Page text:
MICHEL MARTIN, host:
As the Federal Reserve and the Treasury worked to rescue the nation's financial institutions, last week the National Black MBA Association was holding its annual conference at the Washington Convention Center. We thought it would be interesting to find out how the crisis is affecting these folks.
Mr. CHRIS STOKES(ph) (National Black MBA Association): My name is Chris Stokes. I'm from Indiana. Well, you know, finance for me in the public sectors probably one of the more volatile areas because everybody has failed in the crunch and that means state local governments are failing the same thing. Yeah, I'm interviewing for jobs here and that's the conversation that we're having in our interviews, are what's the certainty, degree of certainty that, you know, our industries still going to remain stable over the course of time. So we're seeing banks going - going under, so I've been apprehensive. I'm OK with the risk right now. I'm OK but I'm a different person. I don't have kids. I don't have a family so I'm probably not the prime person to talk to about not taking risk. I can take all the risk I'll have right now because it's just me.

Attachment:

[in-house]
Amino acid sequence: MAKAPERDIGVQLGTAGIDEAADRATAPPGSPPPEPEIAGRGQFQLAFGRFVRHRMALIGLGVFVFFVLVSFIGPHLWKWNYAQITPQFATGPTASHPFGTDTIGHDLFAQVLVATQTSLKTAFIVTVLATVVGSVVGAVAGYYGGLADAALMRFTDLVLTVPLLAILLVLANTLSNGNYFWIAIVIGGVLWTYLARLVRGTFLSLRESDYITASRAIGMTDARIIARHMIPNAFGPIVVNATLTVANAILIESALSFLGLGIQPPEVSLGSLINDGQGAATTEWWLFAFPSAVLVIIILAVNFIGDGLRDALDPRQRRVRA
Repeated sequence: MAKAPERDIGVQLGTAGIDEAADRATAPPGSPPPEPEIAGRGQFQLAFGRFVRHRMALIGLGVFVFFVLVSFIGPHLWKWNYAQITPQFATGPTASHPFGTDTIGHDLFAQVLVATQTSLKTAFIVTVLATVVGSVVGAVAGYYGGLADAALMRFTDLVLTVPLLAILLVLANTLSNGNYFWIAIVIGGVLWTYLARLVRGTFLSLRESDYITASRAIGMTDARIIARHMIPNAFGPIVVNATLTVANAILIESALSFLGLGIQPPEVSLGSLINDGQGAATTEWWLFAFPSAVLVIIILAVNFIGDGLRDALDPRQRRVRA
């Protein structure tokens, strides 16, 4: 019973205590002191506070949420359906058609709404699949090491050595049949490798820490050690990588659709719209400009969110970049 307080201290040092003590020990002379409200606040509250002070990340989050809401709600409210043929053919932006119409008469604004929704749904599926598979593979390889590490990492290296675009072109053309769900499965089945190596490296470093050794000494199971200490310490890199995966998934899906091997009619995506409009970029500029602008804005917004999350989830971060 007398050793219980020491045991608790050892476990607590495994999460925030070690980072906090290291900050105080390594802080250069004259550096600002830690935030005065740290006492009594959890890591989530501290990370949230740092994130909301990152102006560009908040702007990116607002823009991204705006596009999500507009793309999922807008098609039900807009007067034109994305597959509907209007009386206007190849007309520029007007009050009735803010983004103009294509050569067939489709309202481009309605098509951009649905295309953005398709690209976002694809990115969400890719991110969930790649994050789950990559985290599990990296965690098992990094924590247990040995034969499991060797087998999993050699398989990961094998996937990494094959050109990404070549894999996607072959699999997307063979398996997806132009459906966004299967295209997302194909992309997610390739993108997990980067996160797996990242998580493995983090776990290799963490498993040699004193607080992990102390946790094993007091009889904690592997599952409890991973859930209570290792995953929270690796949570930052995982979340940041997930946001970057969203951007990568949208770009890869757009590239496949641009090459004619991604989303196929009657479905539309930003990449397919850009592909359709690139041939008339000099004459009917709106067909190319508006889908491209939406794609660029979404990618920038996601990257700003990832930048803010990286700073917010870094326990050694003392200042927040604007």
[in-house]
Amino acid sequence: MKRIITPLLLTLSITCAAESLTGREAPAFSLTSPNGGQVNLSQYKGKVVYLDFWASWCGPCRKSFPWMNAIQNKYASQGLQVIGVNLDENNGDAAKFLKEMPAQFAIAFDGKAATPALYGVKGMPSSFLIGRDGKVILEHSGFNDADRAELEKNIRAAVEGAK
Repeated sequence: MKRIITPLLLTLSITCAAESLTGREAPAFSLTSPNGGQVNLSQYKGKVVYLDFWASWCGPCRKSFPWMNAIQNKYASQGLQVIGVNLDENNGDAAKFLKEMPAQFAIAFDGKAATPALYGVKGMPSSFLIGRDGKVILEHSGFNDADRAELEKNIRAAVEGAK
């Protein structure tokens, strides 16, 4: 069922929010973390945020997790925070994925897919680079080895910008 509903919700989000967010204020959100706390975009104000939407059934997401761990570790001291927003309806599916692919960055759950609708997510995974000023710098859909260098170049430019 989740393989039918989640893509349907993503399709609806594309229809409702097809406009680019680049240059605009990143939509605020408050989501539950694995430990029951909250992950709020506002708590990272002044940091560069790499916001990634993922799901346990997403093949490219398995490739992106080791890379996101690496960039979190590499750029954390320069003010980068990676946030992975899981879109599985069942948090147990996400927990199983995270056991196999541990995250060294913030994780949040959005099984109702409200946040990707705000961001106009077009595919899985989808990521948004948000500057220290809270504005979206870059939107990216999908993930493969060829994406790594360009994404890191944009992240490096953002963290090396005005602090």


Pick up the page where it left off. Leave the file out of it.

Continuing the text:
Ms. SHELBY AIKENS(ph) (National Black MBA Association): Shelby Aikens. I work for a medical device company in sales. For the most part I'm pretty OK right now with where I am because I feel that I do work in health care, which is a recession-proof industry. And a lot of the companies downstairs - health care, pharmaceuticals, biotech - have said they've seen a surge in terms of people coming over trying to look for employment, especially from the financial sector.
I had a friend that went over to Burger King and she's in real estate finance, and they were like, we're very surprised, this is the seventh person we've had today in real estate coming over here. So people are looking into other opportunities now because of the financial meltdown on Wall Street.
I have friends that worked in hedge funds, work at Smith Barney. They're now trying to get into sales positions and they still have to start from the bottom layer, so...
Mr. PAUL CHARLES (National Black MBC Association): Hi, my name is Paul Charles. I'm from Houston, Texas and I'm the executive director of Neighborhood Recovery Community Development Corporation and the president of the Houston chapter of National Black MBA Association. One of the things that we also do is financial literacy, and we do home buyer training and we do homeownership counseling. And so we've actually had some families who were at that point, had job history, had credit history, had the down payment, had picked out the realtor, were picking up the house and lost the job.
MARTIN: These are some of the people our producers met at the National Black MBA Association Conference in Washington, which wrapped up on Sunday. This is Tell Me More from NPR News.
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